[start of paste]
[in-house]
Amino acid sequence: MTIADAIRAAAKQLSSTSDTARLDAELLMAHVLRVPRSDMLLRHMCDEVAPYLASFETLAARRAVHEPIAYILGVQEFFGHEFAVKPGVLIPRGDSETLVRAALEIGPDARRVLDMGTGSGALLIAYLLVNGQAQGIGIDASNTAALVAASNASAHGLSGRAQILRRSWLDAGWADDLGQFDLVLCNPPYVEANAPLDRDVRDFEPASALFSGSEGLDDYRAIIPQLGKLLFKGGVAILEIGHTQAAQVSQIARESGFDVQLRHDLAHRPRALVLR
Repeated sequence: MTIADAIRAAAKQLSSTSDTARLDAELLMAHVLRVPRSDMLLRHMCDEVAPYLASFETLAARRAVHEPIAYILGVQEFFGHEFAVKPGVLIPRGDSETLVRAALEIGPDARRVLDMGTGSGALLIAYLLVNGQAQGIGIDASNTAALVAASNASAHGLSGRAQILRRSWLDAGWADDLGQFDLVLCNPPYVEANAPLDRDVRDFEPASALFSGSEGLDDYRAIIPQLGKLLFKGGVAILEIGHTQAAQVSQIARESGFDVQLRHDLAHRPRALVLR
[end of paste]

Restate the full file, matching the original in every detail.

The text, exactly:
[in-house]
Amino acid sequence: MTIADAIRAAAKQLSSTSDTARLDAELLMAHVLRVPRSDMLLRHMCDEVAPYLASFETLAARRAVHEPIAYILGVQEFFGHEFAVKPGVLIPRGDSETLVRAALEIGPDARRVLDMGTGSGALLIAYLLVNGQAQGIGIDASNTAALVAASNASAHGLSGRAQILRRSWLDAGWADDLGQFDLVLCNPPYVEANAPLDRDVRDFEPASALFSGSEGLDDYRAIIPQLGKLLFKGGVAILEIGHTQAAQVSQIARESGFDVQLRHDLAHRPRALVLR
Repeated sequence: MTIADAIRAAAKQLSSTSDTARLDAELLMAHVLRVPRSDMLLRHMCDEVAPYLASFETLAARRAVHEPIAYILGVQEFFGHEFAVKPGVLIPRGDSETLVRAALEIGPDARRVLDMGTGSGALLIAYLLVNGQAQGIGIDASNTAALVAASNASAHGLSGRAQILRRSWLDAGWADDLGQFDLVLCNPPYVEANAPLDRDVRDFEPASALFSGSEGLDDYRAIIPQLGKLLFKGGVAILEIGHTQAAQVSQIARESGFDVQLRHDLAHRPRALVLR